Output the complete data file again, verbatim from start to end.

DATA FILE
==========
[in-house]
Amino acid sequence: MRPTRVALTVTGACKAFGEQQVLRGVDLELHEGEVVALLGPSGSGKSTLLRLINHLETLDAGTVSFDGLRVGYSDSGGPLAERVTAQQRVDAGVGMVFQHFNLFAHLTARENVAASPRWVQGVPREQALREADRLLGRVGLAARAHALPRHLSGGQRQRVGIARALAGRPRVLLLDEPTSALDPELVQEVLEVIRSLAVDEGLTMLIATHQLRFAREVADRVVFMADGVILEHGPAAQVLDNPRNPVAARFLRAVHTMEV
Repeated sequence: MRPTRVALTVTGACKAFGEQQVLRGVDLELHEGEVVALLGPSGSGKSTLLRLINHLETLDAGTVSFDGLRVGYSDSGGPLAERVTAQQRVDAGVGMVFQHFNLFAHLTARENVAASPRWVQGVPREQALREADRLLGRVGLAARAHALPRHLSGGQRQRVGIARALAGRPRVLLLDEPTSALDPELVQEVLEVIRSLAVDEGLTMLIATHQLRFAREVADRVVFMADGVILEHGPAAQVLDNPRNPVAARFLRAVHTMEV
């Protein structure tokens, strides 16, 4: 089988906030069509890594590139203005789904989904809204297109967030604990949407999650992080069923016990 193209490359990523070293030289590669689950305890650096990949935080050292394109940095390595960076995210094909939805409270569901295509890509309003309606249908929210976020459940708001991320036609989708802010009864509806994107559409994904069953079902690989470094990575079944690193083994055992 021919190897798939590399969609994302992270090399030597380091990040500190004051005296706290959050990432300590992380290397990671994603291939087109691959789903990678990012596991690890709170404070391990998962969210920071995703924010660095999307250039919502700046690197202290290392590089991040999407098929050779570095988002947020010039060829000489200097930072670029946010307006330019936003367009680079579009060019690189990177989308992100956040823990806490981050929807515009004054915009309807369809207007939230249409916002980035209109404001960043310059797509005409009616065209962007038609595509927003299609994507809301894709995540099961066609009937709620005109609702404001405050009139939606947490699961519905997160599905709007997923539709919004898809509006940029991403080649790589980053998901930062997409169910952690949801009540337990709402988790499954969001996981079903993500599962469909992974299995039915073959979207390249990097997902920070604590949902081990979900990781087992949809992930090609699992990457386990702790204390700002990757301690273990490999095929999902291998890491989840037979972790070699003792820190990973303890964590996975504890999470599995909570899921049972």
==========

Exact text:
[in-house]
Amino acid sequence: MRPTRVALTVTGACKAFGEQQVLRGVDLELHEGEVVALLGPSGSGKSTLLRLINHLETLDAGTVSFDGLRVGYSDSGGPLAERVTAQQRVDAGVGMVFQHFNLFAHLTARENVAASPRWVQGVPREQALREADRLLGRVGLAARAHALPRHLSGGQRQRVGIARALAGRPRVLLLDEPTSALDPELVQEVLEVIRSLAVDEGLTMLIATHQLRFAREVADRVVFMADGVILEHGPAAQVLDNPRNPVAARFLRAVHTMEV
Repeated sequence: MRPTRVALTVTGACKAFGEQQVLRGVDLELHEGEVVALLGPSGSGKSTLLRLINHLETLDAGTVSFDGLRVGYSDSGGPLAERVTAQQRVDAGVGMVFQHFNLFAHLTARENVAASPRWVQGVPREQALREADRLLGRVGLAARAHALPRHLSGGQRQRVGIARALAGRPRVLLLDEPTSALDPELVQEVLEVIRSLAVDEGLTMLIATHQLRFAREVADRVVFMADGVILEHGPAAQVLDNPRNPVAARFLRAVHTMEV
């Protein structure tokens, strides 16, 4: 089988906030069509890594590139203005789904989904809204297109967030604990949407999650992080069923016990 193209490359990523070293030289590669689950305890650096990949935080050292394109940095390595960076995210094909939805409270569901295509890509309003309606249908929210976020459940708001991320036609989708802010009864509806994107559409994904069953079902690989470094990575079944690193083994055992 021919190897798939590399969609994302992270090399030597380091990040500190004051005296706290959050990432300590992380290397990671994603291939087109691959789903990678990012596991690890709170404070391990998962969210920071995703924010660095999307250039919502700046690197202290290392590089991040999407098929050779570095988002947020010039060829000489200097930072670029946010307006330019936003367009680079579009060019690189990177989308992100956040823990806490981050929807515009004054915009309807369809207007939230249409916002980035209109404001960043310059797509005409009616065209962007038609595509927003299609994507809301894709995540099961066609009937709620005109609702404001405050009139939606947490699961519905997160599905709007997923539709919004898809509006940029991403080649790589980053998901930062997409169910952690949801009540337990709402988790499954969001996981079903993500599962469909992974299995039915073959979207390249990097997902920070604590949902081990979900990781087992949809992930090609699992990457386990702790204390700002990757301690273990490999095929999902291998890491989840037979972790070699003792820190990973303890964590996975504890999470599995909570899921049972």